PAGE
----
‘The luxury I advocate has nothing to do with money. It cannot be bought. It is the reward of those who have no fear of discomfort.’ Said Jean Cocteau, the French poet, novelist, who was the inspiration for the term ‘surrealism’.
I don’t know if this Frenchman ever visited this former French colony, Laos from where I write. But the Buddhists here know luxury – the luxury of happiness.
The ability to suffer discomfort is the source of happiness. It is the Western search for material luxury, and therefore the fear of losing it, that leads to unhappiness. With the ability to suffer discomfort comes meaningful achievement. Even if it be a gruelling sweaty arduous thigh killing, head thumping, sweat pouring, arm numbing eight hour mountain bike rides to see waterfalls that only truly exist in heaven itself.
The Hindus, Buddhists and Surrealists all know the world is an illusion. So they can be detached from its pains. Happiness comes from that realisation and that realisation comes as the ancient Hindu text, the Bhagavad Gita, carrying the ‘Song of God’ Himself says, comes from meditation.
Western scientists recently discovered that Hindu-Buddhist style meditation stimulates areas of the brain which cause a feeling of happiness.
The British Prime Minister on taking office said he wanted a measure for happiness not just economic growth (GDP). Why? Because despite a relentless rise in British GDP since it’s ever been measured, our happiness has not had the same trajectory. Indeed some of the happiest people in the world live in countries which have the lowest GDP.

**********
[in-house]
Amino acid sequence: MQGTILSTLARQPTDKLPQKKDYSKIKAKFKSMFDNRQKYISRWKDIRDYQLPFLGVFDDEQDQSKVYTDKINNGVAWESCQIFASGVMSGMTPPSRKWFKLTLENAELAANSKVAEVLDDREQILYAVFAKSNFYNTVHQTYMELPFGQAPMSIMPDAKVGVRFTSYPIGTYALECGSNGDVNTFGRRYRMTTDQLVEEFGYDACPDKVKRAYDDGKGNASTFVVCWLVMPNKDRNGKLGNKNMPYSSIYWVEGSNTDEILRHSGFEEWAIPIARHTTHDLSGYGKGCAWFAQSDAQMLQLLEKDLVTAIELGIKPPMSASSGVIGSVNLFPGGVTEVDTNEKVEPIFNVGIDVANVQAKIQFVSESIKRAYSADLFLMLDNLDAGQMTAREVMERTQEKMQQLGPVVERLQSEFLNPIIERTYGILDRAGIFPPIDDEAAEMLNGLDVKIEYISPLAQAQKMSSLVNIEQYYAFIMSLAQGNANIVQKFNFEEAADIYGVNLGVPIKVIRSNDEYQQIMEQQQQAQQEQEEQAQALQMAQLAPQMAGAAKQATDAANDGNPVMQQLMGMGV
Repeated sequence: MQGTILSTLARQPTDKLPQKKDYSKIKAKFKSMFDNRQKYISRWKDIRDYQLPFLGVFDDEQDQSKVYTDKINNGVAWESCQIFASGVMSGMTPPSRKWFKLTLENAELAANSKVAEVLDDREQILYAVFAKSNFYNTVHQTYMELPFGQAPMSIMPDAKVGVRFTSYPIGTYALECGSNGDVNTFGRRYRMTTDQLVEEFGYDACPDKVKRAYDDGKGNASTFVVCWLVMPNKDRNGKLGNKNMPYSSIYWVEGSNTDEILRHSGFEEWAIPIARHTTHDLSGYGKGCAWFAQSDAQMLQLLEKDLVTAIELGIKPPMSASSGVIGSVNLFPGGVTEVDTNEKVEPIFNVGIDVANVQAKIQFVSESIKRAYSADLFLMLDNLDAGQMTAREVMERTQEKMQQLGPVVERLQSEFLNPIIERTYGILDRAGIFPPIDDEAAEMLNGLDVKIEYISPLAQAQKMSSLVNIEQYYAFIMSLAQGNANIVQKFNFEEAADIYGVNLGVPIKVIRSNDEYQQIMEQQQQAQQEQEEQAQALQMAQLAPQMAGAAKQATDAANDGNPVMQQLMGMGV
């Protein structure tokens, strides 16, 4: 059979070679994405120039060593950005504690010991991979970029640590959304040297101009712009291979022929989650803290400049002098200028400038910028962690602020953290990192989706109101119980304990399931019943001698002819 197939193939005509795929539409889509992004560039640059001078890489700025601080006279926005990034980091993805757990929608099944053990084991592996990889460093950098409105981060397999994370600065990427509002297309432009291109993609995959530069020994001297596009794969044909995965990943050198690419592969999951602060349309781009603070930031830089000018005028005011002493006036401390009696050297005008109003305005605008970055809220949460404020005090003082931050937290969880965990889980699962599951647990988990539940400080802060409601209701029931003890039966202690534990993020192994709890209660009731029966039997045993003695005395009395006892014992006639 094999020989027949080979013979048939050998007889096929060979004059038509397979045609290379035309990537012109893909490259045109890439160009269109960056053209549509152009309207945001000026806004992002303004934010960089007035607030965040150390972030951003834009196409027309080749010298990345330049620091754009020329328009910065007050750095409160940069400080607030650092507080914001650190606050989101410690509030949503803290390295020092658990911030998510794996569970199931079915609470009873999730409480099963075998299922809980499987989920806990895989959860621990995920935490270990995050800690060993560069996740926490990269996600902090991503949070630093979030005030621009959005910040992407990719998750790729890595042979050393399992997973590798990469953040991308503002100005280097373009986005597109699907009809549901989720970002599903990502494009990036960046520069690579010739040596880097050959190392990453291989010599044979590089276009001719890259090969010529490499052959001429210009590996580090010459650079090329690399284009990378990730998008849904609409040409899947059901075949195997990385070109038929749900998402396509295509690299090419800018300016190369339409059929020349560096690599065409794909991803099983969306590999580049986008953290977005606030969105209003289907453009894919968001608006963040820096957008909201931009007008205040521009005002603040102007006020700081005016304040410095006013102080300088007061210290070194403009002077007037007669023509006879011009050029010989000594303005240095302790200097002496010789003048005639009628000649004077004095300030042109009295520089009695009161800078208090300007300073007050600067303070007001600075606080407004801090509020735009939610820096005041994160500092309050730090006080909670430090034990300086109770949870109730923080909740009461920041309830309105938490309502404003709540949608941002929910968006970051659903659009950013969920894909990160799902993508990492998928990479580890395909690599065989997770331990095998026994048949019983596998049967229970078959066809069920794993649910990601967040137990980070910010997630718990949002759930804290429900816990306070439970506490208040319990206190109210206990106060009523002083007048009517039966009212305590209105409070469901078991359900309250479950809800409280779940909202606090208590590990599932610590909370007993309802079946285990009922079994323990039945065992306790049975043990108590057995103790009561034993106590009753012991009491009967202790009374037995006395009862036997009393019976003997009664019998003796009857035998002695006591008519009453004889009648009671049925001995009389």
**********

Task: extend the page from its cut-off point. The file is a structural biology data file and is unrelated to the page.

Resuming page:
The American Founding Father revolutionaries under their Constitution even sought to rid themselves of the British ‘in pursuit of happiness’. Happiness is therefore a legitimate political goal. Even though over 200 years since its founding, the country with the world’s largest GDP does not have the greatest happiness.
Some Americans do get it. Said their President Roosevelt, “It is not the critic who counts; not the man who points out how the strong man stumbles, or where the doer of deeds could have done them better. The credit belongs to the man who is actually in the arena, whose face is marred by dust and sweat and blood, who strives valiantly; who errs and comes short again and again; because there is not effort without error and shortcomings; but who does actually strive to do the deed; who knows the great enthusiasm, the great devotion, who spends himself in a worthy cause, who at the best knows in the end the triumph of high achievement and who at the worst, if he fails, at least he fails while daring greatly. So that his place shall never be with those cold and timid souls who know neither victory nor defeat.” Arduous discomfort is where the credit belongs.
When was I happiest here in Laos? When cycling down a remote jungle hill or a moonlit deserted street at midnight. Why? It was the meditation the monks here told me of. My mind was empty. Meditation with monks taught me something; as a Hindu, I already knew how to meditate.
Want to make British people happier Mr PM? Teach meditation in schools. Your children are being whooped by those from Eastern meditative cultures – can’t get any worse can it? The benefits to concentration and performance are well known. You can’t keep spending your GDP out of unhappiness.
And that leads me to one final important part of happiness. I helped raise funds for 150 scholarships for learning Hinduism through the Oxford Centre For Hindu Studies. Education is freedom, and freedom is a luxury, freedom from the attachment to comfort. Bringing happiness to others is a source of the greatest happiness of all.
Alpesh B Patel